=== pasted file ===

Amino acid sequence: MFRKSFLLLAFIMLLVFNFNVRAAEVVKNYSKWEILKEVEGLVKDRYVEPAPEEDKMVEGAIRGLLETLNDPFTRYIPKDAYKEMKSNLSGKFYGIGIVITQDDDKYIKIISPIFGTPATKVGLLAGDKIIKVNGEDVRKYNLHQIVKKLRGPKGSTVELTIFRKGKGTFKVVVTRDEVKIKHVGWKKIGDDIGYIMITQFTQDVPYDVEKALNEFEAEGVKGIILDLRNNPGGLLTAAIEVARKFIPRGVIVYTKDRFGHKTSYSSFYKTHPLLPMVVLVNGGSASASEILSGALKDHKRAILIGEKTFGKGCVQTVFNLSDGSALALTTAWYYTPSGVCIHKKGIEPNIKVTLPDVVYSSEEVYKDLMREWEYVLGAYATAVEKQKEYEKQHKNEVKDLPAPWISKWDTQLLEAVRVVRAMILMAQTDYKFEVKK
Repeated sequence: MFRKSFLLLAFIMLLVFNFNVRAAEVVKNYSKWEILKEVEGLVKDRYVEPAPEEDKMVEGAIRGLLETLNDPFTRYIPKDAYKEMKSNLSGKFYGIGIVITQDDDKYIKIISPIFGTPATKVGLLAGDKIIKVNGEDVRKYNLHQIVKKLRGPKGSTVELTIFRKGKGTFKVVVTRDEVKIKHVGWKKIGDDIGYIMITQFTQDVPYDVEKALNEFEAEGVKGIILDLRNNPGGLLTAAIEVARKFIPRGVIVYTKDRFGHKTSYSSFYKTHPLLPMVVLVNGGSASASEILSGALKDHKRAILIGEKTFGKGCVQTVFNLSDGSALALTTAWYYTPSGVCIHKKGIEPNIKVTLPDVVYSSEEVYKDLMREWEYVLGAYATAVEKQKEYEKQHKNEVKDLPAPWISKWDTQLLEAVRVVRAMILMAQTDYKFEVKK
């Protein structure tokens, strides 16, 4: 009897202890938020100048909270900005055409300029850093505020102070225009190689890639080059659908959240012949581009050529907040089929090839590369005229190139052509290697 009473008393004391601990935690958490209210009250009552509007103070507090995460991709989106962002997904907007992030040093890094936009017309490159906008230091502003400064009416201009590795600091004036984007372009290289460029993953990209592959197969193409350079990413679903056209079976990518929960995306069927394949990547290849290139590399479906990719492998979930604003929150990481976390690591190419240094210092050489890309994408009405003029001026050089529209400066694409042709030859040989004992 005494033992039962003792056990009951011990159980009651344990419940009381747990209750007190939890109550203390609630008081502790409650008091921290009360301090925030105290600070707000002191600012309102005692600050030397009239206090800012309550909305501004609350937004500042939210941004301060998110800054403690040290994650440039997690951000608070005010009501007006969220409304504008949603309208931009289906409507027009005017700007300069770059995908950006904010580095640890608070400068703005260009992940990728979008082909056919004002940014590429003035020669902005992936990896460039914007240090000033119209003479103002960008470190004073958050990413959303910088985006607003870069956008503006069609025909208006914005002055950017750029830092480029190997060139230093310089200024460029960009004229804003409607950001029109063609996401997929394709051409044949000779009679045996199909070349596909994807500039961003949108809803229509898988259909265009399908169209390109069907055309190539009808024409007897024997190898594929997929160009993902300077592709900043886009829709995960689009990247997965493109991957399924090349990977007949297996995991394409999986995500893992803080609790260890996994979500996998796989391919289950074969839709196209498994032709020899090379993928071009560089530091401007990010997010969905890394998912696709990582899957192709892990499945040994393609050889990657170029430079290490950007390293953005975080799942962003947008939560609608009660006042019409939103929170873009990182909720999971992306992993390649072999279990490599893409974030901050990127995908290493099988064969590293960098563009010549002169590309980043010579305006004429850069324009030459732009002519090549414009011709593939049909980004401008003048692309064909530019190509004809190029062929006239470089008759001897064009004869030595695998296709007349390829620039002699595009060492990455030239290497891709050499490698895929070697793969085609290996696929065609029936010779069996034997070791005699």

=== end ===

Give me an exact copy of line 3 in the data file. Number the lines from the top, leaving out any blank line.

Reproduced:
């Protein structure tokens, strides 16, 4: 009897202890938020100048909270900005055409300029850093505020102070225009190689890639080059659908959240012949581009050529907040089929090839590369005229190139052509290697 009473008393004391601990935690958490209210009250009552509007103070507090995460991709989106962002997904907007992030040093890094936009017309490159906008230091502003400064009416201009590795600091004036984007372009290289460029993953990209592959197969193409350079990413679903056209079976990518929960995306069927394949990547290849290139590399479906990719492998979930604003929150990481976390690591190419240094210092050489890309994408009405003029001026050089529209400066694409042709030859040989004992 005494033992039962003792056990009951011990159980009651344990419940009381747990209750007190939890109550203390609630008081502790409650008091921290009360301090925030105290600070707000002191600012309102005692600050030397009239206090800012309550909305501004609350937004500042939210941004301060998110800054403690040290994650440039997690951000608070005010009501007006969220409304504008949603309208931009289906409507027009005017700007300069770059995908950006904010580095640890608070400068703005260009992940990728979008082909056919004002940014590429003035020669902005992936990896460039914007240090000033119209003479103002960008470190004073958050990413959303910088985006607003870069956008503006069609025909208006914005002055950017750029830092480029190997060139230093310089200024460029960009004229804003409607950001029109063609996401997929394709051409044949000779009679045996199909070349596909994807500039961003949108809803229509898988259909265009399908169209390109069907055309190539009808024409007897024997190898594929997929160009993902300077592709900043886009829709995960689009990247997965493109991957399924090349990977007949297996995991394409999986995500893992803080609790260890996994979500996998796989391919289950074969839709196209498994032709020899090379993928071009560089530091401007990010997010969905890394998912696709990582899957192709892990499945040994393609050889990657170029430079290490950007390293953005975080799942962003947008939560609608009660006042019409939103929170873009990182909720999971992306992993390649072999279990490599893409974030901050990127995908290493099988064969590293960098563009010549002169590309980043010579305006004429850069324009030459732009002519090549414009011709593939049909980004401008003048692309064909530019190509004809190029062929006239470089008759001897064009004869030595695998296709007349390829620039002699595009060492990455030239290497891709050499490698895929070697793969085609290996696929065609029936010779069996034997070791005699």